Protecting and improving the wellbeing of communities is ultimately at the heart of everything the Central Desert Regional Council does.
“I think what sets us apart is our flexibility and adaptiveness to respond to local cultural issues, and to be able to work together with all our stakeholders, particularly territory and federal government, to be able to achieve or improve livability for those remote communities,” CEO Leslie Manda tells The CEO Magazine.
As an example, he points to US$1.3 million (A$2 million) in funding secured from the Australian Government to build youth sports and recreation facilities in Lajamanu and Yuendumu.
“That in itself is testament to the journey that we want to achieve, and how we work together with all levels of government to achieve that,” he reveals.
When Manda joined the Central Desert Regional Council as CEO in 2022, he brought with him valuable experience gained while working for the Central Australia Health Service, particularly in the areas of quality control and standards of services, as well as ensuring adequate governance structures.
When he arrived, Manda headed up the corporate services division and oversaw the information and communications technology (ICT) finance facilities.
“That entailed going through the whole process of making sure that we redesigned our ICT infrastructure so that it was fit for purpose,” he explains. “Understanding connectivity is always a challenge in remote areas.”
Understanding connectivity is always a challenge in remote areas.
As is to be expected in remote areas, water security is a huge ongoing concern for the council. This water stress is driven by the knowledge that areas may have an inadequate water supply for growth within the community, limiting the ability to do things like build more homes to deal with overcrowding.
“We’ve had to work closely with power and water, advocate to the Minister for Local Government and the Minister for Resources to be able to fund particular projects,” Manda says.
“One of the successful outcomes over the past year was funding of up to A$28 million [US$18.5 million] for four years directed at the exploration of water and water-related projects to reduce water stress. And part of that has resulted in significant work being done for our remote communities.”
Our intent is to improve livability across the board.
In the community of Yuelamu, a trial of hydro panels, which uses solar energy to power fans that extract water vapour out of the air, has also had exciting results. It is something that Manda sees as one facet in providing a solution to water stress.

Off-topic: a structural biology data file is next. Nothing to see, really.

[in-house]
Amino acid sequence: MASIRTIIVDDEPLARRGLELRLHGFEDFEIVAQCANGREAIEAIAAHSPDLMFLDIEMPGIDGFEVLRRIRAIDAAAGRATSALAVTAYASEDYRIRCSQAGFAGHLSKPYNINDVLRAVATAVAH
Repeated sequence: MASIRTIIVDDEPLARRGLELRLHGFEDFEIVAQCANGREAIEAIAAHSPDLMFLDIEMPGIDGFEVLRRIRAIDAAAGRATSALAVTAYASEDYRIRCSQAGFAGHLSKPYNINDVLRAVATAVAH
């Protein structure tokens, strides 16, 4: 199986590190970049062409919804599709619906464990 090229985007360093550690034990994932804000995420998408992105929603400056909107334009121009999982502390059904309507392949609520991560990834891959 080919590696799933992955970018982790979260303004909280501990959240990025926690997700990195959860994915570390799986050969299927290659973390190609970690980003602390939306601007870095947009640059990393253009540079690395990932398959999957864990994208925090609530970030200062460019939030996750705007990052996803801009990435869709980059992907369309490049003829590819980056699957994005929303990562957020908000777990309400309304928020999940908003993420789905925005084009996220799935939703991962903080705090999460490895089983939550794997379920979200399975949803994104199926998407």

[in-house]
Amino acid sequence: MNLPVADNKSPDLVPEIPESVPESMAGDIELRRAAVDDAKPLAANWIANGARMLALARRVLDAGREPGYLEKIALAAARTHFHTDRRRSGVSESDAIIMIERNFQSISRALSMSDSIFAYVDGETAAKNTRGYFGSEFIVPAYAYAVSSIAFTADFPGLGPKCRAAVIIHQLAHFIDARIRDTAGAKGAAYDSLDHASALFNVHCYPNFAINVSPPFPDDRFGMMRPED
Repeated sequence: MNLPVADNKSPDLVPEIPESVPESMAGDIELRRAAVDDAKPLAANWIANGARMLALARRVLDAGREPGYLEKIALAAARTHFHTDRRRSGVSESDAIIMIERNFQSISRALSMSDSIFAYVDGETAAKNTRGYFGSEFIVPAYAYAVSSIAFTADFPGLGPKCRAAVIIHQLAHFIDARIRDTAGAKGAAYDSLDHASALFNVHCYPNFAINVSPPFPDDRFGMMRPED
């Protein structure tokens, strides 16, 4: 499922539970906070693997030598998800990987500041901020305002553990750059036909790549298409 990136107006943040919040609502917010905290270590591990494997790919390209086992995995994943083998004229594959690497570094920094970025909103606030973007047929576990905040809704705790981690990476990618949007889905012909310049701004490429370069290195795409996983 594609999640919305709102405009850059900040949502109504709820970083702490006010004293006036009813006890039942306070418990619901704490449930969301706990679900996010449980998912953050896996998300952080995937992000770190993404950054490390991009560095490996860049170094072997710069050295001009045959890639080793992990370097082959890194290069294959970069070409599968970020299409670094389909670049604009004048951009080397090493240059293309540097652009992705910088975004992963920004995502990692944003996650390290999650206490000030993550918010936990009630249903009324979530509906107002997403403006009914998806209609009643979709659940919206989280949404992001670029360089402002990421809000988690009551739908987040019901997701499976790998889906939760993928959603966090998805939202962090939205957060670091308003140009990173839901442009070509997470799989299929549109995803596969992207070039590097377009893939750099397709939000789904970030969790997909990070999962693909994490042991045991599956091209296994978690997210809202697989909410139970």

These kinds of regional project developmental plans and the integration of innovative technologies are priorities for the Central Desert Regional Council, especially when looking to the future.
“Our intent is to improve livability across the board. So things like advocating for more housing, plus sporting facilities and activities for youth to keep them on country,” he says.
“What we’ve noticed with time is that the elders want the youth to be able to stay on country, but if there’s nothing for the youth to do and they’re not engaged, they tend to travel to other bigger locations or towns.”
Focus on the mission
In terms of the economic development and internal career opportunities within the Central Desert Regional Council, Manda points to the organization’s involvement as a service provider for the Community Development Program (CDP), administered through the National Indigenous Australians Agency.
“That means we are all about creating jobs for local Indigenous people and getting people upskilled,” he explains.
“With the new trial that was rolled out under that new CDP framework nationally, 25 percent of our funding has gone toward that particular project, and we’ll not only create more casual and permanent opportunities, we’ll also break those jobs down into areas of interest.”
One of the key things that I heavily focus on is empowering my staff, as well as creating an environment for innovation.
That is key to the Central Desert Regional Council’s mission, according to Manda. “So it’s having that flexibility to be able to offer remote residents employment opportunities because, importantly, we understand that remote residents are transient in nature, and there’s competing cultural priorities that sometimes takes them away from the workforce,” he points out.
When asked what he’s most proud of achieving during his time with the council, Manda says it all comes down to resetting and building the culture within the organization.
“One of the key things that I heavily focus on is empowering my staff, as well as creating an environment for innovation. So there’s no idea that’s too left field that it can’t be explored,” he enthuses.
“Creating that appetite within the workforce to to always think outside of the box. I think that’s the biggest focus and one of the most significant successes as an outcome for this whole process.”